Since the abortive coup attempt in Turkey there have been truckloads of political pontifications concerning the future course of the Sultan Erdogan’s “new Turkey.”
Most of the Western leadership and the Arab Gulf states have announced their support for the continuation of the Erdogan government on the basis that it was a win for what they perceive as “democracy”.
In reality, Erdogan’s survival is a win for the rising Islamism with contending centers of power within the Sunni world vying for leadership i.e. Saudi Arabia, the so-called “Islamic State”, and Turkey.
Erdogan’s followers, both Arab Sunnis and Turkish, see Turkey reviving the Ottoman Caliphate, competing with the ISIS for Sunni leadership and absolute power. It has far more to do with an obsession for unbridled power that religion. However religion as an identity rather than a spiritual force is being used by Erdogan.On the part of the Sunni Arab Gulf regimes, supporting Erdogan had obvious rationale. With the withdrawal of American protectionism from the Arab Gulf, they need Turkish support in the age old conflict with Iran.
Additionally, the core of the Muslim Brotherhood leadership (MB), ( consistent supporters of the Erdogan regime) fled to Turkey after the demise of the Al Morsi regime in Egypt .It has been promoted by the Qatari regime for years. It a part of dynastic: Arabs vs Persians, and sectarian conflict: Sunni vs. Shi’a.
Western acquiescence in continuation of Erdogan regime is a primarily a result of leadership exhaustion. The West, as Solzhenitsyn foresaw in 1976, has moral and spiritual exhaustion. The leadership has neither the nerve or understanding on how to confront the dangers. They have no idea what to do, and the status quo is a safe option.
Moreover within the Obama administration there is still a sort of weird attachment to the notion that Islamism as exhibited by the Muslim Brotherhood is the wave of the future, a sort of antidote to the more virulent Islamic State variety.
In many ways the MB is a more dangerous form of Islamism because of its ore insidious nature, with the characteristics of a chameleon, putting on a suit and tie in the West and a dikdashi in the East.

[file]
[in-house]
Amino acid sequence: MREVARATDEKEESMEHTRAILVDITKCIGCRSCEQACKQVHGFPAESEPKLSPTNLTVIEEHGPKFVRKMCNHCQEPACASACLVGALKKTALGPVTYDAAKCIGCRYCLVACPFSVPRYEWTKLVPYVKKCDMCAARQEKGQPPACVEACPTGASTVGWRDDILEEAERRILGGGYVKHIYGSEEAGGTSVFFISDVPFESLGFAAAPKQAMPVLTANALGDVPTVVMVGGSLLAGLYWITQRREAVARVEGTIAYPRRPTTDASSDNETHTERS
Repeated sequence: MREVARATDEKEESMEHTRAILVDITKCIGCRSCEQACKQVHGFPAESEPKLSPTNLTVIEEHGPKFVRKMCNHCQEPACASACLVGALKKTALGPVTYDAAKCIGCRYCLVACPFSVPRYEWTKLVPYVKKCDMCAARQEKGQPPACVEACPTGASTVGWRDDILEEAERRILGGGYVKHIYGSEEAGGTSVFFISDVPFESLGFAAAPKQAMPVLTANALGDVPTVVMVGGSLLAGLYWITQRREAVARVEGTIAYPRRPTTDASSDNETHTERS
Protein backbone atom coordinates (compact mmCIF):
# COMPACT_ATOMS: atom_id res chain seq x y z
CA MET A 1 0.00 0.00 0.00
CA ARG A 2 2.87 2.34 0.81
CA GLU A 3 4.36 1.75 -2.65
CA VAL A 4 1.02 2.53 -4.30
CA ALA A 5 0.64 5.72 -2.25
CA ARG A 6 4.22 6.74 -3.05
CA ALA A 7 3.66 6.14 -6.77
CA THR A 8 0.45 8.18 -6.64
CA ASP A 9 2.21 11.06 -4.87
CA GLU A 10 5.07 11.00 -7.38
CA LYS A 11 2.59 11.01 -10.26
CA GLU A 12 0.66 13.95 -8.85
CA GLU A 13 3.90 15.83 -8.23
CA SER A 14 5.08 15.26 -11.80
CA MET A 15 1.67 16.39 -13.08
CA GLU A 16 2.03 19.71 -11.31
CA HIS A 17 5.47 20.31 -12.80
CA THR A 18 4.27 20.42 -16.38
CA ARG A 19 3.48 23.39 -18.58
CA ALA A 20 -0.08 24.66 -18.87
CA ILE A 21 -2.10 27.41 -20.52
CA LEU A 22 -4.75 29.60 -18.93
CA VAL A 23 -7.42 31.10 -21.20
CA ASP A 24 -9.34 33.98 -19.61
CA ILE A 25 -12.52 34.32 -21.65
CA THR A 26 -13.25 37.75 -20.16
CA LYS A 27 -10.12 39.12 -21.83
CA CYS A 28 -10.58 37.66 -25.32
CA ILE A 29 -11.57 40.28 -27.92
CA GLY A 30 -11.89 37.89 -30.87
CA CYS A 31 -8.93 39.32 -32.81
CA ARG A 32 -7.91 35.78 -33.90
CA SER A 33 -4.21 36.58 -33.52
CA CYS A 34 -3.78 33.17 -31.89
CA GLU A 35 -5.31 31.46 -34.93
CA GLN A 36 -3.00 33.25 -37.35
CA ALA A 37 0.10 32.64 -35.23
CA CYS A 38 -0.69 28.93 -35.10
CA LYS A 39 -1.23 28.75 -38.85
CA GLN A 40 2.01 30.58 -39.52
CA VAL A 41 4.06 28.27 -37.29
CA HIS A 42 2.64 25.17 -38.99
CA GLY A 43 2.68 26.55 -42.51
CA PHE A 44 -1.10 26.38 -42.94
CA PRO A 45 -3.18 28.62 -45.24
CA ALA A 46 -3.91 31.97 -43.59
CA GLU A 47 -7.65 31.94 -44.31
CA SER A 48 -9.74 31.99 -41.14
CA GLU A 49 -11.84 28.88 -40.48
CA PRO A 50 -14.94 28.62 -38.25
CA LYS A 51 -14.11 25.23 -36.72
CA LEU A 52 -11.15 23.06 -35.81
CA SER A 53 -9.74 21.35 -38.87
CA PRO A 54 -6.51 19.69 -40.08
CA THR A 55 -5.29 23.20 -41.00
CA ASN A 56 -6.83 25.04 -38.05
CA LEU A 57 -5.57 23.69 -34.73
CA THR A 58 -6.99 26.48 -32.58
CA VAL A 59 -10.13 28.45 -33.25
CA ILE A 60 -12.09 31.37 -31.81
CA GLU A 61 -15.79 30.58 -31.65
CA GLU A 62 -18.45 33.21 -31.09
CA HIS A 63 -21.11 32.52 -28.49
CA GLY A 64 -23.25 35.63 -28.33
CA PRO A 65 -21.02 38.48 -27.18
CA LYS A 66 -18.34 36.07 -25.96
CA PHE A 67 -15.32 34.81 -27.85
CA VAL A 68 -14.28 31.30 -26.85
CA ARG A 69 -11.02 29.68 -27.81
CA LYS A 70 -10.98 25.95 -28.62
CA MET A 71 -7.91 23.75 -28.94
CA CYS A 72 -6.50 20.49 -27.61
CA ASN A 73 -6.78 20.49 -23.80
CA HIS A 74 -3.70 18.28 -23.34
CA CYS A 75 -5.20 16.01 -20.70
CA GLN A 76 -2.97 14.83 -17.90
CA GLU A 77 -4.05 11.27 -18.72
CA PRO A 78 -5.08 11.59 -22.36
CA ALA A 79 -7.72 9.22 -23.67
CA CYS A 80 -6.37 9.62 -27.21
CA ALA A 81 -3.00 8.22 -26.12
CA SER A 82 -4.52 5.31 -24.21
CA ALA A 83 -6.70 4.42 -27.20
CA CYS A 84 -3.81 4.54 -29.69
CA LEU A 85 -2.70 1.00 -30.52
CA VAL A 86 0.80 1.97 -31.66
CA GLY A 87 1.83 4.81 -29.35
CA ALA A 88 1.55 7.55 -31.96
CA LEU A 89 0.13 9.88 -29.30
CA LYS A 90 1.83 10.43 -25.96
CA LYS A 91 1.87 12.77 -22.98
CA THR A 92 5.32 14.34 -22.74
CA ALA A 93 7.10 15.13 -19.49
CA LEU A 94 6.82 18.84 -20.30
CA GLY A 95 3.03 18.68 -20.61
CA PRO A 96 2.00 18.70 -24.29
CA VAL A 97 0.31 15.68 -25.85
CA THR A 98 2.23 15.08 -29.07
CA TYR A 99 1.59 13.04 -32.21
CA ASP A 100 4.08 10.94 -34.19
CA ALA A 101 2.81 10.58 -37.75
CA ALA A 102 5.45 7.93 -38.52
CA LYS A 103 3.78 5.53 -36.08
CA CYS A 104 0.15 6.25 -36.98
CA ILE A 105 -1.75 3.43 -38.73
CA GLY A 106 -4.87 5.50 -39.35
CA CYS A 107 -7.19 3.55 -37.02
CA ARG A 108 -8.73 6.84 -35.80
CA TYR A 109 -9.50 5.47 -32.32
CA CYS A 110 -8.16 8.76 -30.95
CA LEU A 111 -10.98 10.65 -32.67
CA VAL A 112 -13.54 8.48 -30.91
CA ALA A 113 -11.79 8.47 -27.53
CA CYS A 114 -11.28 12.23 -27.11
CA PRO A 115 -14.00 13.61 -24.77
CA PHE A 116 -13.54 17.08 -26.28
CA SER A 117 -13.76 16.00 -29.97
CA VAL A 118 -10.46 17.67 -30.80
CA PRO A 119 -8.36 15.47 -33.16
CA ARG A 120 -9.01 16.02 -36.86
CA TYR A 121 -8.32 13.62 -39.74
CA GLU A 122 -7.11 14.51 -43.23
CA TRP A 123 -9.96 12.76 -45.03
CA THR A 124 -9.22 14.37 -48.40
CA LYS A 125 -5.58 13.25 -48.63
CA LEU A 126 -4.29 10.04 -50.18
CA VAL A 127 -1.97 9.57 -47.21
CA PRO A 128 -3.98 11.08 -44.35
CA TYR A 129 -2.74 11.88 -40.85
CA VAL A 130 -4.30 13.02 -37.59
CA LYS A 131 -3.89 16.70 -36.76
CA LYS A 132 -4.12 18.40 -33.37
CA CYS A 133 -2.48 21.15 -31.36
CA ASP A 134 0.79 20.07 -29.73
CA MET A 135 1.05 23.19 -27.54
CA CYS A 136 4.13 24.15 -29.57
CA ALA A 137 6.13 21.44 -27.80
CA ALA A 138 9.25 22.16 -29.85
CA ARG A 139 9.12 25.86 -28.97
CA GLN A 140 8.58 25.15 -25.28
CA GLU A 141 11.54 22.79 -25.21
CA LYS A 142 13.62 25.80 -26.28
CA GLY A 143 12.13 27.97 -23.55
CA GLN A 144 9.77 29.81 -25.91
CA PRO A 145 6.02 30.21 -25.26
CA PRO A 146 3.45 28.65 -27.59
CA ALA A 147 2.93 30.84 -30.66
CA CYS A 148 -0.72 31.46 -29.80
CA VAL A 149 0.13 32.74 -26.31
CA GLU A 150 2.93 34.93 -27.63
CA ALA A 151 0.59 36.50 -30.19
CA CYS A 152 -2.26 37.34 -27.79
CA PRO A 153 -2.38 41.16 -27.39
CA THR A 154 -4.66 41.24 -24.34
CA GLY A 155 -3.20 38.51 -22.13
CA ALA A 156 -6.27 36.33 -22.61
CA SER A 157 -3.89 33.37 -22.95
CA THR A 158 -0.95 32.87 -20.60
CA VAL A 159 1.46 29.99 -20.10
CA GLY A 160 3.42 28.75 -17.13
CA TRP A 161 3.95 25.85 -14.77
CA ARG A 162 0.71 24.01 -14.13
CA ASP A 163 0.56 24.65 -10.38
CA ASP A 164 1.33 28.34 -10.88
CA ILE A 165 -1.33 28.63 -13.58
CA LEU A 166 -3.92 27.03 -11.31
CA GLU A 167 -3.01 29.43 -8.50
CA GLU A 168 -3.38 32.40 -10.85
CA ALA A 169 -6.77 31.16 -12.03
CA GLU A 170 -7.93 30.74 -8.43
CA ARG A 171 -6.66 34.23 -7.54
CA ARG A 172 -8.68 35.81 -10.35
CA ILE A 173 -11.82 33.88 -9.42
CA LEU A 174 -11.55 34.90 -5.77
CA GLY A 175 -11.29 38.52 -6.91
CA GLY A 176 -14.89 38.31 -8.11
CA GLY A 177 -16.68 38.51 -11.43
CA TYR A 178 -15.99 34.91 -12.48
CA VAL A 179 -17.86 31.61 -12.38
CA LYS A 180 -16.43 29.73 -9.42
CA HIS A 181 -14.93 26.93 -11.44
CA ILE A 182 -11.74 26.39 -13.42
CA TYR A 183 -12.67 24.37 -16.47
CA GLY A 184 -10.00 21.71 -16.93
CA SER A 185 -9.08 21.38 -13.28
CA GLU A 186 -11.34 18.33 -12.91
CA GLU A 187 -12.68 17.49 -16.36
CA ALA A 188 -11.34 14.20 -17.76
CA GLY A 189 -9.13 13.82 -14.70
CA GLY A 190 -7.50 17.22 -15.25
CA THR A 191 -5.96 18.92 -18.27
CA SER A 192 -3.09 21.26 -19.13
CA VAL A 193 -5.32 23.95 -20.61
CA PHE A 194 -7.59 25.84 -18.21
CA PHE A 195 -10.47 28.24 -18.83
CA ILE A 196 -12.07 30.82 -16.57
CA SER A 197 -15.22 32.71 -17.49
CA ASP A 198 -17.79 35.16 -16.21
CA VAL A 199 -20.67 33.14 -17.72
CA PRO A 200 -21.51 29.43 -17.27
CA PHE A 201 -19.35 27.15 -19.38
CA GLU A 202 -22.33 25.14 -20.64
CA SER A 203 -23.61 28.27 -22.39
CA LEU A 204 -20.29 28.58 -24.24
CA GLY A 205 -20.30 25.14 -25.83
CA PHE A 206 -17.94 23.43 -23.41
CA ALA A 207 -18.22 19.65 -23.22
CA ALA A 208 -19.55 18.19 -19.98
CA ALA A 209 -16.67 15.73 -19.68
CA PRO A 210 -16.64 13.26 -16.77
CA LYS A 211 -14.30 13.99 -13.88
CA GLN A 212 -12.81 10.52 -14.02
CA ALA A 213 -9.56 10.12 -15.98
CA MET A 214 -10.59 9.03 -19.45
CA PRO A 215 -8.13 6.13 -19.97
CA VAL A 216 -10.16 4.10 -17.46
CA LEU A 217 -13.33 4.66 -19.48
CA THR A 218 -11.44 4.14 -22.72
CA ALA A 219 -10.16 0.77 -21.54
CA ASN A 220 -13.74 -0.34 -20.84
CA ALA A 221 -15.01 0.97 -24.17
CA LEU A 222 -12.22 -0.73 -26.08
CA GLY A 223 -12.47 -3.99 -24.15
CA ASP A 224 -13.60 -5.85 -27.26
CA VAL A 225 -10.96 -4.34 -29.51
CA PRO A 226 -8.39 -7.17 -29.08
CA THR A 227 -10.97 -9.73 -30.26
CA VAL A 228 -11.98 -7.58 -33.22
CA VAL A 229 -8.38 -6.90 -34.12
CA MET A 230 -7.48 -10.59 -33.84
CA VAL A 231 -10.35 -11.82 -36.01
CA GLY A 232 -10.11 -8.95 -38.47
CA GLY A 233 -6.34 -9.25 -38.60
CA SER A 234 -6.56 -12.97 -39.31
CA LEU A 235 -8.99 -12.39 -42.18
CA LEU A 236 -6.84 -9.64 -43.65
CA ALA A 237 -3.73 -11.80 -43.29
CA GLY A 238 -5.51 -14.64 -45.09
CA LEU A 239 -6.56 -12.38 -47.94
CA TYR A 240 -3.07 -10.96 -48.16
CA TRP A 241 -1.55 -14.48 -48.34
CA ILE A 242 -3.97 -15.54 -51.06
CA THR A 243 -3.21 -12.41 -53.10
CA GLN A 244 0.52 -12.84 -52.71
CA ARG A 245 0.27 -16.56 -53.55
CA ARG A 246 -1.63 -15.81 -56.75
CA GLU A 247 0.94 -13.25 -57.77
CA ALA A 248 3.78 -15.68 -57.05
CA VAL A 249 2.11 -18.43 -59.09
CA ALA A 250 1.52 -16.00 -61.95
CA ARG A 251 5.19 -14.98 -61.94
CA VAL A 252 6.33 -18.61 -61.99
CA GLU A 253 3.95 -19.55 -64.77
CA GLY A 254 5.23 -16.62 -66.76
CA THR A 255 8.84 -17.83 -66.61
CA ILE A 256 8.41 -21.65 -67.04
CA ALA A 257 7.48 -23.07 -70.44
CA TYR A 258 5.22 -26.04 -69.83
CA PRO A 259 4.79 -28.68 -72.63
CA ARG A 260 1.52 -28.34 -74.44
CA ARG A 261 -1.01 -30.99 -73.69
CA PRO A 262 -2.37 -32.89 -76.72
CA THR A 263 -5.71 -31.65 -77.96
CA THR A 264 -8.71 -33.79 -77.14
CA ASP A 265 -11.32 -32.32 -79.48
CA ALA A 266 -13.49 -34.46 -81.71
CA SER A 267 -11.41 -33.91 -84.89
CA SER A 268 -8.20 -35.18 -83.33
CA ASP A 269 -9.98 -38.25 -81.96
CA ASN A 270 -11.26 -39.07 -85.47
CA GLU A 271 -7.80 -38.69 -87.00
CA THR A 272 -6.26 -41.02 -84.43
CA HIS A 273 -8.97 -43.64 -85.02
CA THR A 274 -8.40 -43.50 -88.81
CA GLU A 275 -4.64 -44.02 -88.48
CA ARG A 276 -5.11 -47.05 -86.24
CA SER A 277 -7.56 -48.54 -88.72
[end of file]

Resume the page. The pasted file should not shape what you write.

Some observers have written that this was a secular vs Sunni fundamentalist struggle. Actually it was the last gasp of secularists and they had only a thin crust of support to begin with.
Despite the secular trappings of the big cities like Ankara and Istanbul, the Anatolian peasant has always been a fundamentalist Muslim. Ataturk did not change that. As in Iran of the 70’s, the Western elitist journalists, hob nabbing with the westernized Turkish elite got a false picture of the people.
I have traveled in Turkey a number of times, in the late 60’s, the 70’s, 80’s, and the last time in 2006. As the years went by I observed the increasing re-islamization of Turkey.
The rampant and trendy anti- Americanism is not new either. Way back in 1964 President Johnson ordered a Carrier task force to block Turkish plans to invade Cyprus. It was an immensely unpopular move in Turkey. There have been many American – Turkish irritants since that time, including Western displeasure when Turkey did invade and occupy Turkish Cyprus ( and quite a bit of Greek Cyprus as well) in 1974.
General Liman Von Sanders, the German commander of a Turkish army in world war I repeated a saying popular among Syrians at the time: “Wherever a Turk sets his foot, there the land becomes unproductive for a century.” This is in his excellent memoirs, Five Years in Turkey, an excellent background reader for anyone studying the history of the Turkish army.